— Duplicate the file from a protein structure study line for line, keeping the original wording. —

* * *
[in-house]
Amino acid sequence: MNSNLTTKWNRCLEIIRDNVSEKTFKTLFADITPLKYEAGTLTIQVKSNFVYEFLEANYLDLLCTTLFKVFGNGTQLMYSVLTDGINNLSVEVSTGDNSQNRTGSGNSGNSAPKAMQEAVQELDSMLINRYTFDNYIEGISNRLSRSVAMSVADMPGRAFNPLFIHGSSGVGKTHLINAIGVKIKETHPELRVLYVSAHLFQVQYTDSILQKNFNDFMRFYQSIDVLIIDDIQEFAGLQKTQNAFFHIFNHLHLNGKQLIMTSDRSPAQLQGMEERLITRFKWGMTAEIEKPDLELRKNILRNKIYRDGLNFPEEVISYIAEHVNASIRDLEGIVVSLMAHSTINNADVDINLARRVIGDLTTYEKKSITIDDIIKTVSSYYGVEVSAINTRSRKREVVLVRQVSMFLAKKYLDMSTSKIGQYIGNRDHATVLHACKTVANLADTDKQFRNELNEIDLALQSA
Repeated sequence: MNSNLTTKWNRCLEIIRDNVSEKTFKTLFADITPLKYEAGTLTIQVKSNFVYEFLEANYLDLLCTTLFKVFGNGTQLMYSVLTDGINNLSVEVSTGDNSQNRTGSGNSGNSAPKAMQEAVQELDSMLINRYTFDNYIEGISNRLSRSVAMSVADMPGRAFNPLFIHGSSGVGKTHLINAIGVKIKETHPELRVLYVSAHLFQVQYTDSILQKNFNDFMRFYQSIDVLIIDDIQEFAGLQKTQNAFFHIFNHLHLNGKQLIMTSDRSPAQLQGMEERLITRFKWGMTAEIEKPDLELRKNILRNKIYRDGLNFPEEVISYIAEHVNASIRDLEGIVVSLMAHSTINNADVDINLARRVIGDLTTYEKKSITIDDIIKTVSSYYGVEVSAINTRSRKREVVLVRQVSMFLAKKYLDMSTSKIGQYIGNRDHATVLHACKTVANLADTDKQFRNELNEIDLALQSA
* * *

[in-house]
Amino acid sequence: MNSNLTTKWNRCLEIIRDNVSEKTFKTLFADITPLKYEAGTLTIQVKSNFVYEFLEANYLDLLCTTLFKVFGNGTQLMYSVLTDGINNLSVEVSTGDNSQNRTGSGNSGNSAPKAMQEAVQELDSMLINRYTFDNYIEGISNRLSRSVAMSVADMPGRAFNPLFIHGSSGVGKTHLINAIGVKIKETHPELRVLYVSAHLFQVQYTDSILQKNFNDFMRFYQSIDVLIIDDIQEFAGLQKTQNAFFHIFNHLHLNGKQLIMTSDRSPAQLQGMEERLITRFKWGMTAEIEKPDLELRKNILRNKIYRDGLNFPEEVISYIAEHVNASIRDLEGIVVSLMAHSTINNADVDINLARRVIGDLTTYEKKSITIDDIIKTVSSYYGVEVSAINTRSRKREVVLVRQVSMFLAKKYLDMSTSKIGQYIGNRDHATVLHACKTVANLADTDKQFRNELNEIDLALQSA
Repeated sequence: MNSNLTTKWNRCLEIIRDNVSEKTFKTLFADITPLKYEAGTLTIQVKSNFVYEFLEANYLDLLCTTLFKVFGNGTQLMYSVLTDGINNLSVEVSTGDNSQNRTGSGNSGNSAPKAMQEAVQELDSMLINRYTFDNYIEGISNRLSRSVAMSVADMPGRAFNPLFIHGSSGVGKTHLINAIGVKIKETHPELRVLYVSAHLFQVQYTDSILQKNFNDFMRFYQSIDVLIIDDIQEFAGLQKTQNAFFHIFNHLHLNGKQLIMTSDRSPAQLQGMEERLITRFKWGMTAEIEKPDLELRKNILRNKIYRDGLNFPEEVISYIAEHVNASIRDLEGIVVSLMAHSTINNADVDINLARRVIGDLTTYEKKSITIDDIIKTVSSYYGVEVSAINTRSRKREVVLVRQVSMFLAKKYLDMSTSKIGQYIGNRDHATVLHACKTVANLADTDKQFRNELNEIDLALQSA